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The runners and the marathon were an interesting distraction during the day, but the moment for which we had waited all day finally arrived– sunset. Words cannot describe how beautiful this sight was.

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Macau vis-à-vis Manila: Architectural Splendor in Photos

If you paid attention during a high school world history class or during a discussion about empires rising and falling, odds are that you learned a lot about the Iberian Union between the Spanish and the Portuguese. At the same time, you most likely learned about the Spanish Empire and the Portuguese Empire and the vast, wealthy trade empires both nations built. The famous military leaders, the military victories and defeats, and even cultural traces like national languages are known to most, but one of the most interesting aspects of colonial rule I want to investigate is strikingly visible all over Macau and many parts of Manila: architecture.

Walking to Senado Square through the customs building.
Walking to Senado Square through the customs building.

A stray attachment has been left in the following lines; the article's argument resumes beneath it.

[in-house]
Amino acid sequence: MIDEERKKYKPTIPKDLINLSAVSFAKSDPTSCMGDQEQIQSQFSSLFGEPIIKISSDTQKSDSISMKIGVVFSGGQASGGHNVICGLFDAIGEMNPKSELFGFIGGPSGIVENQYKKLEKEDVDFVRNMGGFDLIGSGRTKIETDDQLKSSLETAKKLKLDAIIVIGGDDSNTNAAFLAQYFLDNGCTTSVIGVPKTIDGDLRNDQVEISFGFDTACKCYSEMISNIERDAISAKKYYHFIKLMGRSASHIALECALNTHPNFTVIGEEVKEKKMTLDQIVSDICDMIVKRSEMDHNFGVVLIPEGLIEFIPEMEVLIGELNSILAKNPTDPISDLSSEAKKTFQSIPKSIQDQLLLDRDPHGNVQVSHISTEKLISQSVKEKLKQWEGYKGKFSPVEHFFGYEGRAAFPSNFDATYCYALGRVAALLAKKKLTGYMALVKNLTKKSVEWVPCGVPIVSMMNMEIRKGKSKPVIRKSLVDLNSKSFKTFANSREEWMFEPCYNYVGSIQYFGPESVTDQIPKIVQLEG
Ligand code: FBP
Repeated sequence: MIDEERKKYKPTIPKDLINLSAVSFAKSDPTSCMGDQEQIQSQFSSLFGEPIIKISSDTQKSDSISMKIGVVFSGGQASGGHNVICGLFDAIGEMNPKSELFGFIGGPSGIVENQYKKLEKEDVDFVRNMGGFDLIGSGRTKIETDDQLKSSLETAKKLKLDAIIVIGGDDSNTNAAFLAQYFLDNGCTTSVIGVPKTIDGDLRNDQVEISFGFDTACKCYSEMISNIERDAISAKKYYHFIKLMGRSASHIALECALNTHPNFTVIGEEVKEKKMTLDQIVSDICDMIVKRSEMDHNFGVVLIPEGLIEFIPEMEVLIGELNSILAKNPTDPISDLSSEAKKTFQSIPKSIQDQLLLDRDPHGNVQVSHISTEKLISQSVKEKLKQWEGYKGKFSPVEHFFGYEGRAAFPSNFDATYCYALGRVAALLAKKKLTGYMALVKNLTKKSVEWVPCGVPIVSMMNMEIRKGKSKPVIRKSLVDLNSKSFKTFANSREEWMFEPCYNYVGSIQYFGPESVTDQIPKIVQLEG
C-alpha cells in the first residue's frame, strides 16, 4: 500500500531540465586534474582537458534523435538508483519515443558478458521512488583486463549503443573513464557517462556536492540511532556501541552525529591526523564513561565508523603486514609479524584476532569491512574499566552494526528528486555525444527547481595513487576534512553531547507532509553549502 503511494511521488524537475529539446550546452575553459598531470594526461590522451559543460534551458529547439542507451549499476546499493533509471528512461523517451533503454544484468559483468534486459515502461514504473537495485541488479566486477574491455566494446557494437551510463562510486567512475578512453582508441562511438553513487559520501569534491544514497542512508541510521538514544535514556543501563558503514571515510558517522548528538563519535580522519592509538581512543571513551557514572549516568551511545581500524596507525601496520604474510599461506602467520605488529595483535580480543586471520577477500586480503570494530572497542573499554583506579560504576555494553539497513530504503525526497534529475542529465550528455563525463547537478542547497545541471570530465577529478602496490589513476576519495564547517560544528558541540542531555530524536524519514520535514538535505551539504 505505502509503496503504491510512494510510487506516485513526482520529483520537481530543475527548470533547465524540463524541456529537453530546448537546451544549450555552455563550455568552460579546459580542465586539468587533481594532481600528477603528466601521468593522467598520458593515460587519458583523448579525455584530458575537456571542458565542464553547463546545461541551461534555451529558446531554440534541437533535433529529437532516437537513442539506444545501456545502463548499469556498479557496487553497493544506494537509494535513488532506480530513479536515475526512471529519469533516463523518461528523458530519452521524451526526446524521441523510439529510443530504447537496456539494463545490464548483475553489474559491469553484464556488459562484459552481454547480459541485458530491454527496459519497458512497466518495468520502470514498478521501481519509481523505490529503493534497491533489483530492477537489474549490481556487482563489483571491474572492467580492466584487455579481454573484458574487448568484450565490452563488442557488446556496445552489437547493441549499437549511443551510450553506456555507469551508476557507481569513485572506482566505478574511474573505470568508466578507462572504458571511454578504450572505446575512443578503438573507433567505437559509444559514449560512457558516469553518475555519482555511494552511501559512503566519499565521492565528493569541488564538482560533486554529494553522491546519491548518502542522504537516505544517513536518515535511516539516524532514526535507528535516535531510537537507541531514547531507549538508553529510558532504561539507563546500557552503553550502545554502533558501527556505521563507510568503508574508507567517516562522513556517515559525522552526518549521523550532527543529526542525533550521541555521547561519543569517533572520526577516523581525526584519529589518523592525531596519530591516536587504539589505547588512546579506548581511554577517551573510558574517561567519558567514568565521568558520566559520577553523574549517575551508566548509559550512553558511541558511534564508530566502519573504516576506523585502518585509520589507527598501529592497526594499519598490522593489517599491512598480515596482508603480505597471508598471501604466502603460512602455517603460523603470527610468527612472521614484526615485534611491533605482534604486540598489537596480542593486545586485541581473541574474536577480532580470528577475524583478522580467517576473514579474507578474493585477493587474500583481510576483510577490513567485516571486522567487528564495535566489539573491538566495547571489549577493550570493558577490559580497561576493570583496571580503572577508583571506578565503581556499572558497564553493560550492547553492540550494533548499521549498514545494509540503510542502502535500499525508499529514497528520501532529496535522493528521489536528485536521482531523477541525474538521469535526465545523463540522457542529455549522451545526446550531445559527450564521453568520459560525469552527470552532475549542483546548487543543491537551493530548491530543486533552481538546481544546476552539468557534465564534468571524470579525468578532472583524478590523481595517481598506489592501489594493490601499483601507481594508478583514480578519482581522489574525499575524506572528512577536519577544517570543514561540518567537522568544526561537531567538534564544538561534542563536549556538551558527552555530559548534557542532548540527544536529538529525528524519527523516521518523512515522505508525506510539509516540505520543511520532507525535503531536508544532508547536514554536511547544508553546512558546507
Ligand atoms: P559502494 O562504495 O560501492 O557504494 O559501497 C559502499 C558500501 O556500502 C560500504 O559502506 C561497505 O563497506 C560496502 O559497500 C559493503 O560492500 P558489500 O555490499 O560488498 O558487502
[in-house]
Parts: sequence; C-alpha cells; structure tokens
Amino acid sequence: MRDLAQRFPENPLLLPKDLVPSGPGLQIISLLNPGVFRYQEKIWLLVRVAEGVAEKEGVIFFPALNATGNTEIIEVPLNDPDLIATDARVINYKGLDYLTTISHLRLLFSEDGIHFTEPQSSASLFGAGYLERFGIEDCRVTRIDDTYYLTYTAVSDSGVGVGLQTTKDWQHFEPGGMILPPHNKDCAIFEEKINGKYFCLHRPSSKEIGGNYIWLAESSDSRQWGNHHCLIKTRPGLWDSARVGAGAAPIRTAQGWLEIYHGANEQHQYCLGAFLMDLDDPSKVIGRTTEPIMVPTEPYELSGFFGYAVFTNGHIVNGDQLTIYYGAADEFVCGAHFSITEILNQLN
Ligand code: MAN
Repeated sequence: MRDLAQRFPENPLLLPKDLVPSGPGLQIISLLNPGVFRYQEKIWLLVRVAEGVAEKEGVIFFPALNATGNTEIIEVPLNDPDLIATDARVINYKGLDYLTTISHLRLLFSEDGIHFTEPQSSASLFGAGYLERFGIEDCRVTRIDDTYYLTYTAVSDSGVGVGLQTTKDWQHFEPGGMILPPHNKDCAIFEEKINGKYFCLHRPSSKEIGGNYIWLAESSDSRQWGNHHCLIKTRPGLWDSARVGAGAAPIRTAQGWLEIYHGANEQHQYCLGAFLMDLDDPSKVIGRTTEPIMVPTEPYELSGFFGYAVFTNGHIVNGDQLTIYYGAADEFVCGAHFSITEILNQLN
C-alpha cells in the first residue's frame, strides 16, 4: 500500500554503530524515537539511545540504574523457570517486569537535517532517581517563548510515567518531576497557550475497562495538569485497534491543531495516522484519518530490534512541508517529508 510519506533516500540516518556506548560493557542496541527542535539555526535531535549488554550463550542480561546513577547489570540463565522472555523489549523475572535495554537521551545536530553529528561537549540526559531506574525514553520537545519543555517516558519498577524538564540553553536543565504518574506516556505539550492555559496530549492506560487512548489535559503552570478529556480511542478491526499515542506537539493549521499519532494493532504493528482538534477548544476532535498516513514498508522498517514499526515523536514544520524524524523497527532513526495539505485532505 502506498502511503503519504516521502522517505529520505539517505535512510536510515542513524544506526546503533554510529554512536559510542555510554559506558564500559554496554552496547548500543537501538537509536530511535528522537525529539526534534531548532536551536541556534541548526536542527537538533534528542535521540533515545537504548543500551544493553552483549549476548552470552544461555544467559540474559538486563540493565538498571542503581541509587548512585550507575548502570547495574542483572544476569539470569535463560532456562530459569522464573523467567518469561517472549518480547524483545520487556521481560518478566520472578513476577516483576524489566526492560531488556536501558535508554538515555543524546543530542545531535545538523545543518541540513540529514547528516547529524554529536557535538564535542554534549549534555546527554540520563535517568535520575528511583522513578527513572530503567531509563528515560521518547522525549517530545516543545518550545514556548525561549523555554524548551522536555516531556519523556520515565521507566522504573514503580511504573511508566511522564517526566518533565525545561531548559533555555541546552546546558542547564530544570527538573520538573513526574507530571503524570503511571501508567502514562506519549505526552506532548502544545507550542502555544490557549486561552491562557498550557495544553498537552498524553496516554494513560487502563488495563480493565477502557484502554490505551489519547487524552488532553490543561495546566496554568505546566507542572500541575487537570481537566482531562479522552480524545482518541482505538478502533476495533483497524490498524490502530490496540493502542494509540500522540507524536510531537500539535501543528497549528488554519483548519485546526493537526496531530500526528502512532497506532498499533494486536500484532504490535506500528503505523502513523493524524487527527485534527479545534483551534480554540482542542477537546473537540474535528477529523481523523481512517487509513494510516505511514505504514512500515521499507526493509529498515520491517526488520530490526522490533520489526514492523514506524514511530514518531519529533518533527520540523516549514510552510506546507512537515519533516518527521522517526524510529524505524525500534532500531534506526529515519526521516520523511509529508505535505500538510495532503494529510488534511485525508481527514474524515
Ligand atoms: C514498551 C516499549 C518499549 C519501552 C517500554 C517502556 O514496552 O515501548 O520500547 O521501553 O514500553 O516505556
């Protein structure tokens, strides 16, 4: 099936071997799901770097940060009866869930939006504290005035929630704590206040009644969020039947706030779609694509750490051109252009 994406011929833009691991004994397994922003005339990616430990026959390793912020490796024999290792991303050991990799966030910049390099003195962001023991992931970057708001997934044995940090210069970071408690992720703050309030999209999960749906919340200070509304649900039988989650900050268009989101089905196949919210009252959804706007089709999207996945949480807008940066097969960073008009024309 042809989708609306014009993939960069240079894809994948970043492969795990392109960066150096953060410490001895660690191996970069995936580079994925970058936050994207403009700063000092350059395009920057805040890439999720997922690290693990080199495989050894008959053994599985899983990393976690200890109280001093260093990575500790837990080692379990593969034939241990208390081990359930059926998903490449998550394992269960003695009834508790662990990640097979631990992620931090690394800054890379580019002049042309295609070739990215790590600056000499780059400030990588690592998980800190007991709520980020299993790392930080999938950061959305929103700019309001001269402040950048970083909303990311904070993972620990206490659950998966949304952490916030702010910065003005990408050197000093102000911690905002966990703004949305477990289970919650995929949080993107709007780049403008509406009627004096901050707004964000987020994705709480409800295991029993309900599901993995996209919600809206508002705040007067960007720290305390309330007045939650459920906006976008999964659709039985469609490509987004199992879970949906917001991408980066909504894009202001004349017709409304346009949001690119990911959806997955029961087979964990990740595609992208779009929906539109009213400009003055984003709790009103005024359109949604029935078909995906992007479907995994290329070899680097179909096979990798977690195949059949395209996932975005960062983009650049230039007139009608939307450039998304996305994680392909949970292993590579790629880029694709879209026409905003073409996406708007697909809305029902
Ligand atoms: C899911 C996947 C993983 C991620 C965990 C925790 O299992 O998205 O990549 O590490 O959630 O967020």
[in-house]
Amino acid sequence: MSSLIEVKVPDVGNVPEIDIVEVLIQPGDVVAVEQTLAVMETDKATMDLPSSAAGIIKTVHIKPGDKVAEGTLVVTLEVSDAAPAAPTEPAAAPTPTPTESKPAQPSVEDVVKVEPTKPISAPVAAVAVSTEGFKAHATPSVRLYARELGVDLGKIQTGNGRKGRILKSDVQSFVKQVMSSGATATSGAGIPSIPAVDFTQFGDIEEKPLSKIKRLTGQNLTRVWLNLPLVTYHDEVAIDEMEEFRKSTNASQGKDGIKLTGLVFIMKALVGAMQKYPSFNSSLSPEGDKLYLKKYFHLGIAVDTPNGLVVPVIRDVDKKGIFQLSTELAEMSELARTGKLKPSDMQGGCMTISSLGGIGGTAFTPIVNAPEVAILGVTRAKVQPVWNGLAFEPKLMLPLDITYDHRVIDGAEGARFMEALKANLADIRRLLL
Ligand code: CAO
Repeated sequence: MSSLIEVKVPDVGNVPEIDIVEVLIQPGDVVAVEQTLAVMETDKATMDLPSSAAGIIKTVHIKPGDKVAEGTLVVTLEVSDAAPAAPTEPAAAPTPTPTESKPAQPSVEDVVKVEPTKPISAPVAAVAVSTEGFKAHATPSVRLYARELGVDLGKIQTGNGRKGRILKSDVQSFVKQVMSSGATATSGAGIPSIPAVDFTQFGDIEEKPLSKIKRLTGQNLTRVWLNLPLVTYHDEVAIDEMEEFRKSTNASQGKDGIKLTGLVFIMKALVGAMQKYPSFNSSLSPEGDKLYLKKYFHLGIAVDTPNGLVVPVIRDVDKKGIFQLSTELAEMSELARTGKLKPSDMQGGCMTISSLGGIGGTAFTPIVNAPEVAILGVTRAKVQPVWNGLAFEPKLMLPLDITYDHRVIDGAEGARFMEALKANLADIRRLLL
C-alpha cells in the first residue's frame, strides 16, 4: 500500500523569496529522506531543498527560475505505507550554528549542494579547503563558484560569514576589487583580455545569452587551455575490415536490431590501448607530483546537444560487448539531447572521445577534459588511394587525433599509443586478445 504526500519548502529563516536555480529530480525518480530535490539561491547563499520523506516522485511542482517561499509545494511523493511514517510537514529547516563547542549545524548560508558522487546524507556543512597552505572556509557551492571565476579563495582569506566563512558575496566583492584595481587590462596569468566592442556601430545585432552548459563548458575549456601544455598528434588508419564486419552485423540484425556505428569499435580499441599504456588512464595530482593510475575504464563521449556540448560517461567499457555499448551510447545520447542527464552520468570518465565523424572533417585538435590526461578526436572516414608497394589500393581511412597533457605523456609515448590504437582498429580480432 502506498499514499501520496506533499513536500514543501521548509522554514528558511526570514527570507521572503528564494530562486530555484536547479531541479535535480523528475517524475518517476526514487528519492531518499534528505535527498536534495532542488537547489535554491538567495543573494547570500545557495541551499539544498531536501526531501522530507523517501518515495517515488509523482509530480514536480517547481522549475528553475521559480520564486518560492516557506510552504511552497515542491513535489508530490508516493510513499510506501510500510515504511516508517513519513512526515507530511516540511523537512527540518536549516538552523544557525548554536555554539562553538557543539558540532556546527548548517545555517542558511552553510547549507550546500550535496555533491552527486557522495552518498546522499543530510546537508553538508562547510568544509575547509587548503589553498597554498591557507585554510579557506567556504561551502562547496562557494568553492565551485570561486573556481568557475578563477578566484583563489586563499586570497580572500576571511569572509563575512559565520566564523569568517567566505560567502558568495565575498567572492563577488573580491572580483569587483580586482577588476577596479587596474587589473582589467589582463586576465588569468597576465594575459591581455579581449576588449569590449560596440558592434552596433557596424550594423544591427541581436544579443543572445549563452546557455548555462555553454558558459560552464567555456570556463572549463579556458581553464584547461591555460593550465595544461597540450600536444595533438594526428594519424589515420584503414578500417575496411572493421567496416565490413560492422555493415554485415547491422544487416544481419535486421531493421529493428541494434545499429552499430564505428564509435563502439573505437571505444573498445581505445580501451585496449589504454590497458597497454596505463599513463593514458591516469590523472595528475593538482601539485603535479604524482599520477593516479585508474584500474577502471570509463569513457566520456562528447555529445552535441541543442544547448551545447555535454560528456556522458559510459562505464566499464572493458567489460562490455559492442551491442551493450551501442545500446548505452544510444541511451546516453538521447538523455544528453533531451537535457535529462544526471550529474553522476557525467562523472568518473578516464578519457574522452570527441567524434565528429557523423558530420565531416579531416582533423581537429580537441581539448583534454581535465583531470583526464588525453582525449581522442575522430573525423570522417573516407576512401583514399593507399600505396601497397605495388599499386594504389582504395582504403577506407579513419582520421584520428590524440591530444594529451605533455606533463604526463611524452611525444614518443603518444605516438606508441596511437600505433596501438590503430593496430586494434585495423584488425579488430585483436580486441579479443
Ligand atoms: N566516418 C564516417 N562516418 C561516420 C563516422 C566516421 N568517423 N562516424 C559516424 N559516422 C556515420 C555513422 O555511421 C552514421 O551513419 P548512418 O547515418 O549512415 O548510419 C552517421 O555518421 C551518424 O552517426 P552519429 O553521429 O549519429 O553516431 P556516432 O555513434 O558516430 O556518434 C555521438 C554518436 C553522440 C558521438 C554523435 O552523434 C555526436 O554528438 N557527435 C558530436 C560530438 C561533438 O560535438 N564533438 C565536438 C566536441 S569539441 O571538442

In previous posts (some solely dedicated to architecture, and some not), I have mentioned the interesting nature iconic imagery that accompanies many of these old colonial structures as newer, more modern buildings spring up around them. In Kuala Lumpur and Singapore, high rises and office buildings stand next to crumbling (albeit beautiful) colonial structures, and those structures stand next to other well preserved colonial buildings. The contrast is fascinating and deserves its own post.

The nature of the Iberian Union and the close ties between the Portuguese and Spanish, though Catholicism and colonial architecture are a dominating presence as you walk through historic Macau and Intramuros, the famous walled city within metro Manila. There is one uniting factor between the two cities, even though they are thousands of miles apart: Spanish Baroque style architecture. This influence resonates from the gates of Intramuros to the walls of St. Paul’s.